If you want to provide this functionality to all your enums, you can make it an extension:

/**
 * Extend all enums with a simple method to derive their names.
 */
extension RawRepresentable where RawValue: Any {
  /**
   * The name of the enumeration (as written in case).
   */
  var name: String {
    get { return String(describing: self) }
  }

  /**
   * The full name of the enumeration
   * (the name of the enum plus dot plus the name as written in case).
   */
  var description: String {
    get { return String(reflecting: self) }
  }
}

This only works for Swift enums.

15

For Objective-C enums the only way currently seems to be, for example, to extend the enum with CustomStringConvertible ending up with something like:

extension UIDeviceBatteryState: CustomStringConvertible {
    public var description: String {
        switch self {
        case .Unknown:
            return "Unknown"
        case .Unplugged:
            return "Unplugged"
        case .Charging:
            return "Charging"
        case .Full:
            return "Full"
        }
    }
}

And then casting the enum as String:

String(UIDevice.currentDevice().batteryState)
  • 4
    thanks, even for this sad news – sage444 Mar 3 '17 at 11:07
5

This is so disappointing.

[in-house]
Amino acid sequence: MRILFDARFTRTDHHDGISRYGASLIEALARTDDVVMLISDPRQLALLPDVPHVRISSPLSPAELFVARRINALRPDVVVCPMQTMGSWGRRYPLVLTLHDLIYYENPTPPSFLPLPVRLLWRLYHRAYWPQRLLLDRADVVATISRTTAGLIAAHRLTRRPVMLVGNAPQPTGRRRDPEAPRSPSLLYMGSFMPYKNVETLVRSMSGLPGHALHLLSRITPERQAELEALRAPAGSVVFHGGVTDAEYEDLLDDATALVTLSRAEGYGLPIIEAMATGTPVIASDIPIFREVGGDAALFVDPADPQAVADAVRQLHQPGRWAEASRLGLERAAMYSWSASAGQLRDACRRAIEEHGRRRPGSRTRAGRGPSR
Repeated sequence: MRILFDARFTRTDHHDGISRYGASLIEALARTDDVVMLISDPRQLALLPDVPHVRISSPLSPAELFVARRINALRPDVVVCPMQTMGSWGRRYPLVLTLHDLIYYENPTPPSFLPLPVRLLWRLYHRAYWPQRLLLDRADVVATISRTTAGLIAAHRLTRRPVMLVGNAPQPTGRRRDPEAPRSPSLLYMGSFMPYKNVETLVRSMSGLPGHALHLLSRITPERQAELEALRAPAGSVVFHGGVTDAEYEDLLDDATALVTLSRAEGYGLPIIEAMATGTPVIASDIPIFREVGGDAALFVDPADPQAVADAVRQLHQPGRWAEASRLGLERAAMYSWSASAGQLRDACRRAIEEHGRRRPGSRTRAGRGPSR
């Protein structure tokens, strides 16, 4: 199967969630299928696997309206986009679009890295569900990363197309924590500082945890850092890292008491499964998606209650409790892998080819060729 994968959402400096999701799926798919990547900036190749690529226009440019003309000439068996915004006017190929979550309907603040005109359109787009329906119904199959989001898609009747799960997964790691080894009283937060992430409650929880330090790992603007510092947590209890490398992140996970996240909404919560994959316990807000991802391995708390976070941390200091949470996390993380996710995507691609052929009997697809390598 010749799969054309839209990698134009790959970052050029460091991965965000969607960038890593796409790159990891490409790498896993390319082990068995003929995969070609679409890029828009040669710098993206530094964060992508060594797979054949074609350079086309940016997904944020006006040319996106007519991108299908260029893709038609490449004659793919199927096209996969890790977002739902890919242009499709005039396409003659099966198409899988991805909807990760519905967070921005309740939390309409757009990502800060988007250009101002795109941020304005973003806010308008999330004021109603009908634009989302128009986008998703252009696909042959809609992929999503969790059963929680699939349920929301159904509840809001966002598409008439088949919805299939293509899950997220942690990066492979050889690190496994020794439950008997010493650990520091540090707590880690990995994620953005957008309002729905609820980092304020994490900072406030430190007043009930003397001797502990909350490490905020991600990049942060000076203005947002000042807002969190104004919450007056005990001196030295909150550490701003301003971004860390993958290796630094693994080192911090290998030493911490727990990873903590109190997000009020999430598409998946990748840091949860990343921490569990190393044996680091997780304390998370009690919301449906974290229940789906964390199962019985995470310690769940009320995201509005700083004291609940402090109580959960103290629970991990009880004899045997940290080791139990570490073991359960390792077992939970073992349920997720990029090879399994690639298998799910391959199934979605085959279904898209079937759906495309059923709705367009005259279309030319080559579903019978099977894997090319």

For the case when you need those names (that the compiler perfectly knows the exact spelling of, but refuses to let access -- thank you Swift team!! --) but do not want or cannot make String the base of your enum, a verbose, cumbersome alternative is as follows:

enum ViewType : Int, Printable {

    case    Title
    case    Buttons
    case    View

    static let all = [Title, Buttons, View]
    static let strings = ["Title", "Buttons", "View"]

    func string() -> String {
        return ViewType.strings[self.rawValue]
    }

    var description:String {
        get {
            return string()
        }
    }
}

You can use the above as follows:

let elementType = ViewType.Title
let column = Column.Collections
let row = 0

println("fetching element \(elementType), column: \(column.string()), row: \(row)")

And you'll get the expected result (code for the Column similar, but not shown)

fetching element Title, column: Collections, row: 0

In the above, I have made the description property refer back to the string method, but this is a matter of taste. Also note that so called static variables need to be scope qualified by the name of their enclosing type, as the compiler is too amnesic and cannot recall the context all by itself...